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Edward Dickinson Baker had visited the Lincoln family at the White House the day before he was killed at the battle of Ball's Bluff, Virginia. Lincoln and his son Willie watched him ride away from the Executive Mansion grounds on a beautiful autumn day. News of Baker's death plunged the Lincoln family into grief, and 11-year-old Willie marked his passing with a poem which appeared in the National Republican.
Lincoln QuizOn October 21, 1861, a close friend of Lincoln's was killed in a Civil War battle. Who was this man?
This loss probably reminded the Lincolns of many years of loyal friendship and, more painfully, their second son who was named for him. Edward Baker Lincoln had died in 1850 at nearly four years of age, the only Lincoln child to be named for a friend; the remaining three sons were named for relatives.
Two years younger than Lincoln, Baker was born in London and lived in Philadelphia before moving with his family to Illinois. Like Lincoln, he served in the Black Hawk War, practiced law in Springfield and was elected to the Illinois legislature. Baker was Stephen A. Logan's law partner before Lincoln joined Logan's office. Logan recalled that both Lincoln and Baker "were exceedingly useful to me in getting the good will of juries." He also observed that "Baker was a brilliant man but very negligent; while Lincoln was growing all the time."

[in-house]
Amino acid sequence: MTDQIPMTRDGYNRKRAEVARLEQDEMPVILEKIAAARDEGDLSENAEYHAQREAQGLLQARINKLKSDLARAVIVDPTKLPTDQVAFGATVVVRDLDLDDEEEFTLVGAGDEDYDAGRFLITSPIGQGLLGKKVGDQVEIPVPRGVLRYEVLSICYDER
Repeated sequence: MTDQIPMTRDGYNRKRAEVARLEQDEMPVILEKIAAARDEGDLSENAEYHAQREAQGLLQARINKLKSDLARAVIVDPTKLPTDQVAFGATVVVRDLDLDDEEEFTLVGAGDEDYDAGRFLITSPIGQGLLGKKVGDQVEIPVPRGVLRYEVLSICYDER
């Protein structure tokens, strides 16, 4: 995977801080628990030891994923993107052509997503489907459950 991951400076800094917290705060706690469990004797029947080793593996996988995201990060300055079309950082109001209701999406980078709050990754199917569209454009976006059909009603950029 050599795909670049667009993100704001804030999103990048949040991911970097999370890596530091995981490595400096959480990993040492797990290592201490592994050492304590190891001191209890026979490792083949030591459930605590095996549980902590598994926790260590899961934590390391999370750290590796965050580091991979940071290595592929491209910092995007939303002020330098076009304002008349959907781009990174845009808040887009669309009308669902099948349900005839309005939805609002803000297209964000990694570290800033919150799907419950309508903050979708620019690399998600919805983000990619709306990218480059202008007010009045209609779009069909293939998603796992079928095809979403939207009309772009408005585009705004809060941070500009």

Lincoln's law partner, William H. Herndon, saw Lincoln defend Baker during a political squabble. Baker was speaking to a crowd in the courtroom immediately below Lincoln's office. Herndon said he was "hot-headed and impulsive, but brave as a lion." Baker's anti-Democrat remarks angered an opponent, and the crowd became restive. Herndon, who was part of the crowd, said, "Just then a long pair of legs was seen dangling from the aperture above, and instantly the figure of Lincoln dropped on the platform."
Lincoln, it turned out, had been watching through a trap door. "Motioning with his hands for silence and not succeeding, he seized a stone water-pitcher standing nearby, threatening to break it over the head of the first man who laid hands on Baker."
When this incident happened Baker was, like Lincoln, a Whig party man. He worked his way up to a seat in the U.S. House of Representatives before Lincoln did and won election to the U.S. Senate as a Republican in 1860, representing Oregon. In this capacity he introduced President Lincoln to the nation at Lincoln's first inauguration.
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